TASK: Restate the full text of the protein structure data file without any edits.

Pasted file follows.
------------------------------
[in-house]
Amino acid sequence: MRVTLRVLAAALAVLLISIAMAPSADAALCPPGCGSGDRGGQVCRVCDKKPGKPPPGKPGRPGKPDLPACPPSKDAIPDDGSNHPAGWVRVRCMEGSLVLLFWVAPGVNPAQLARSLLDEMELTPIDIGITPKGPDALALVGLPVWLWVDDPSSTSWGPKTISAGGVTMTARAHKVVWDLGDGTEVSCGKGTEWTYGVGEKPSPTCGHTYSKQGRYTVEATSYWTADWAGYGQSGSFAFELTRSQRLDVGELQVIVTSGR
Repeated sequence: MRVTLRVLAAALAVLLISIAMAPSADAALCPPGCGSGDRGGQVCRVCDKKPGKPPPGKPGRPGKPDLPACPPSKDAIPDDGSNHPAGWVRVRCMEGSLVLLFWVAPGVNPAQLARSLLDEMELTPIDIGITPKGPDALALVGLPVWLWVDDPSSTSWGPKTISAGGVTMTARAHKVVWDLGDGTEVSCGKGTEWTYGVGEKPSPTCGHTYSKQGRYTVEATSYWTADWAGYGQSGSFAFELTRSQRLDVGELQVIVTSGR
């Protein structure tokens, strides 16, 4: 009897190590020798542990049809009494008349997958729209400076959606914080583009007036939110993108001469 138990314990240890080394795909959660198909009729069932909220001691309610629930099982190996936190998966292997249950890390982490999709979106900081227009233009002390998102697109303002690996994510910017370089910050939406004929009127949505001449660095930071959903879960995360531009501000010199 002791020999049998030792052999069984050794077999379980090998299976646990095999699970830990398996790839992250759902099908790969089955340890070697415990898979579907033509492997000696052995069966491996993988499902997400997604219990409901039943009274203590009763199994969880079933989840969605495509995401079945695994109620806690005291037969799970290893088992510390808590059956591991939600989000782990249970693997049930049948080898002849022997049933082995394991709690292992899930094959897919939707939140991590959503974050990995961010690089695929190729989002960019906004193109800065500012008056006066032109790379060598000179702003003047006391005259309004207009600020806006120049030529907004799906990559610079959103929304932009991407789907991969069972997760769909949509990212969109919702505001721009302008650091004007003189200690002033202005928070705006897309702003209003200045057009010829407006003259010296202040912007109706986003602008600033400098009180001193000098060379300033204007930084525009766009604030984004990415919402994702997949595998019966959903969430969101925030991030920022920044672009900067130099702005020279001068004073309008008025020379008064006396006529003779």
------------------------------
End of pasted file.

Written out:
[in-house]
Amino acid sequence: MRVTLRVLAAALAVLLISIAMAPSADAALCPPGCGSGDRGGQVCRVCDKKPGKPPPGKPGRPGKPDLPACPPSKDAIPDDGSNHPAGWVRVRCMEGSLVLLFWVAPGVNPAQLARSLLDEMELTPIDIGITPKGPDALALVGLPVWLWVDDPSSTSWGPKTISAGGVTMTARAHKVVWDLGDGTEVSCGKGTEWTYGVGEKPSPTCGHTYSKQGRYTVEATSYWTADWAGYGQSGSFAFELTRSQRLDVGELQVIVTSGR
Repeated sequence: MRVTLRVLAAALAVLLISIAMAPSADAALCPPGCGSGDRGGQVCRVCDKKPGKPPPGKPGRPGKPDLPACPPSKDAIPDDGSNHPAGWVRVRCMEGSLVLLFWVAPGVNPAQLARSLLDEMELTPIDIGITPKGPDALALVGLPVWLWVDDPSSTSWGPKTISAGGVTMTARAHKVVWDLGDGTEVSCGKGTEWTYGVGEKPSPTCGHTYSKQGRYTVEATSYWTADWAGYGQSGSFAFELTRSQRLDVGELQVIVTSGR
């Protein structure tokens, strides 16, 4: 009897190590020798542990049809009494008349997958729209400076959606914080583009007036939110993108001469 138990314990240890080394795909959660198909009729069932909220001691309610629930099982190996936190998966292997249950890390982490999709979106900081227009233009002390998102697109303002690996994510910017370089910050939406004929009127949505001449660095930071959903879960995360531009501000010199 002791020999049998030792052999069984050794077999379980090998299976646990095999699970830990398996790839992250759902099908790969089955340890070697415990898979579907033509492997000696052995069966491996993988499902997400997604219990409901039943009274203590009763199994969880079933989840969605495509995401079945695994109620806690005291037969799970290893088992510390808590059956591991939600989000782990249970693997049930049948080898002849022997049933082995394991709690292992899930094959897919939707939140991590959503974050990995961010690089695929190729989002960019906004193109800065500012008056006066032109790379060598000179702003003047006391005259309004207009600020806006120049030529907004799906990559610079959103929304932009991407789907991969069972997760769909949509990212969109919702505001721009302008650091004007003189200690002033202005928070705006897309702003209003200045057009010829407006003259010296202040912007109706986003602008600033400098009180001193000098060379300033204007930084525009766009604030984004990415919402994702997949595998019966959903969430969101925030991030920022920044672009900067130099702005020279001068004073309008008025020379008064006396006529003779």